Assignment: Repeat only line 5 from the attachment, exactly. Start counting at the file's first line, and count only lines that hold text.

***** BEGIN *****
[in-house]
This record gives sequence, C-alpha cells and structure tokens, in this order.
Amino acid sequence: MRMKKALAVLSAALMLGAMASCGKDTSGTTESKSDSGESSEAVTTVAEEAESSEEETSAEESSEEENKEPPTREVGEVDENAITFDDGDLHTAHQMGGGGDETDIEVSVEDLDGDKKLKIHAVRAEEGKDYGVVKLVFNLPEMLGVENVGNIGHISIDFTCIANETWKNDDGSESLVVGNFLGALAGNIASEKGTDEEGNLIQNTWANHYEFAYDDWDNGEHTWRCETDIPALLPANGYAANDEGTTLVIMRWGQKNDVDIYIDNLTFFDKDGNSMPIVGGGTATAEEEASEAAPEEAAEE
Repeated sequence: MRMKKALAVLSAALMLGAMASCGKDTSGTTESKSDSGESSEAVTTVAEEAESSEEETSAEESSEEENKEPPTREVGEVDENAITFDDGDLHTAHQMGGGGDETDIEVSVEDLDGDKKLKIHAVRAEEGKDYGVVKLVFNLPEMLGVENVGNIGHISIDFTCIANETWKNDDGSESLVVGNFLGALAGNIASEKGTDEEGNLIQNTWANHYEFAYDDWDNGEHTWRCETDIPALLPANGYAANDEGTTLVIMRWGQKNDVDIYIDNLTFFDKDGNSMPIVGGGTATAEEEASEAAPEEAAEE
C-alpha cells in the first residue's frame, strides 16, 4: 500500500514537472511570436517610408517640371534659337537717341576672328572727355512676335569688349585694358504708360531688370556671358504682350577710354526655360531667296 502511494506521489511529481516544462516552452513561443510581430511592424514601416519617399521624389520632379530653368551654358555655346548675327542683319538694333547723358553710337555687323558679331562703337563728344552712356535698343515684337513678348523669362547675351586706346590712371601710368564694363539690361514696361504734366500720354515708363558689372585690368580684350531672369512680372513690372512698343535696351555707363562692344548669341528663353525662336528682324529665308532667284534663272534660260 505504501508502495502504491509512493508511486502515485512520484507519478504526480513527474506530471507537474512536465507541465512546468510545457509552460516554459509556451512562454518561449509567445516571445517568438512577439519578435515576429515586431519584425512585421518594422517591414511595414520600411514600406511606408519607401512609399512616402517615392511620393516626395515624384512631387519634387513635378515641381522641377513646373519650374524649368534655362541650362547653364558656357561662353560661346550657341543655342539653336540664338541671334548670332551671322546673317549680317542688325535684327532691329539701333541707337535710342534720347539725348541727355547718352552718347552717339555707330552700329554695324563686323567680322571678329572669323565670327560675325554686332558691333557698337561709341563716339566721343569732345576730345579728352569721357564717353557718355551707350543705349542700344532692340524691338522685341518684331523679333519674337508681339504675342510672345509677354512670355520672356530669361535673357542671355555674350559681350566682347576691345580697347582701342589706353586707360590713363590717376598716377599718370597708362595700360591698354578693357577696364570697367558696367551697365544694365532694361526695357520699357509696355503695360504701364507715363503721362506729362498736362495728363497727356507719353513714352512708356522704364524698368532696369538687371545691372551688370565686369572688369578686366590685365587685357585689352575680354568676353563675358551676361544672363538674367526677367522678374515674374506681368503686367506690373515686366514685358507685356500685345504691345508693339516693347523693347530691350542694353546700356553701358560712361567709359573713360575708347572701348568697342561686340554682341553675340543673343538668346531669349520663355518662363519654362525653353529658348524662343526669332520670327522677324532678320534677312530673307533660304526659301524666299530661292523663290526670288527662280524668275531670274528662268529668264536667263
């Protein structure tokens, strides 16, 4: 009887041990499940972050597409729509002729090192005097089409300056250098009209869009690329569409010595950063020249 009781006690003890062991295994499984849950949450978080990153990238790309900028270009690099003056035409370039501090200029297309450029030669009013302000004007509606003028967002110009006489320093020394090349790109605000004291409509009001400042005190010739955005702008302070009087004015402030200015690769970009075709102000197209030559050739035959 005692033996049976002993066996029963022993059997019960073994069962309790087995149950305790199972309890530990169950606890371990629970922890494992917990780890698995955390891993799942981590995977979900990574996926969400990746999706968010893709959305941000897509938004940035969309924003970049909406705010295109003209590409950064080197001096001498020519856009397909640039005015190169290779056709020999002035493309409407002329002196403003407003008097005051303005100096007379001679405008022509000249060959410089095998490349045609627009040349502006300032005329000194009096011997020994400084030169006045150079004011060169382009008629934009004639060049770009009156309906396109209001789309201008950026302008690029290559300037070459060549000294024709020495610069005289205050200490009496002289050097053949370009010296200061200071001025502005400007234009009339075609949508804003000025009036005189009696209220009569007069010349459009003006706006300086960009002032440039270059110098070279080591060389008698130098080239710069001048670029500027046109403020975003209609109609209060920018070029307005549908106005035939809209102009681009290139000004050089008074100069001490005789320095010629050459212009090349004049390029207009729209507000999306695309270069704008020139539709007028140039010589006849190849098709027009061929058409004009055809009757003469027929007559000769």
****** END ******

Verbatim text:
C-alpha cells in the first residue's frame, strides 16, 4: 500500500514537472511570436517610408517640371534659337537717341576672328572727355512676335569688349585694358504708360531688370556671358504682350577710354526655360531667296 502511494506521489511529481516544462516552452513561443510581430511592424514601416519617399521624389520632379530653368551654358555655346548675327542683319538694333547723358553710337555687323558679331562703337563728344552712356535698343515684337513678348523669362547675351586706346590712371601710368564694363539690361514696361504734366500720354515708363558689372585690368580684350531672369512680372513690372512698343535696351555707363562692344548669341528663353525662336528682324529665308532667284534663272534660260 505504501508502495502504491509512493508511486502515485512520484507519478504526480513527474506530471507537474512536465507541465512546468510545457509552460516554459509556451512562454518561449509567445516571445517568438512577439519578435515576429515586431519584425512585421518594422517591414511595414520600411514600406511606408519607401512609399512616402517615392511620393516626395515624384512631387519634387513635378515641381522641377513646373519650374524649368534655362541650362547653364558656357561662353560661346550657341543655342539653336540664338541671334548670332551671322546673317549680317542688325535684327532691329539701333541707337535710342534720347539725348541727355547718352552718347552717339555707330552700329554695324563686323567680322571678329572669323565670327560675325554686332558691333557698337561709341563716339566721343569732345576730345579728352569721357564717353557718355551707350543705349542700344532692340524691338522685341518684331523679333519674337508681339504675342510672345509677354512670355520672356530669361535673357542671355555674350559681350566682347576691345580697347582701342589706353586707360590713363590717376598716377599718370597708362595700360591698354578693357577696364570697367558696367551697365544694365532694361526695357520699357509696355503695360504701364507715363503721362506729362498736362495728363497727356507719353513714352512708356522704364524698368532696369538687371545691372551688370565686369572688369578686366590685365587685357585689352575680354568676353563675358551676361544672363538674367526677367522678374515674374506681368503686367506690373515686366514685358507685356500685345504691345508693339516693347523693347530691350542694353546700356553701358560712361567709359573713360575708347572701348568697342561686340554682341553675340543673343538668346531669349520663355518662363519654362525653353529658348524662343526669332520670327522677324532678320534677312530673307533660304526659301524666299530661292523663290526670288527662280524668275531670274528662268529668264536667263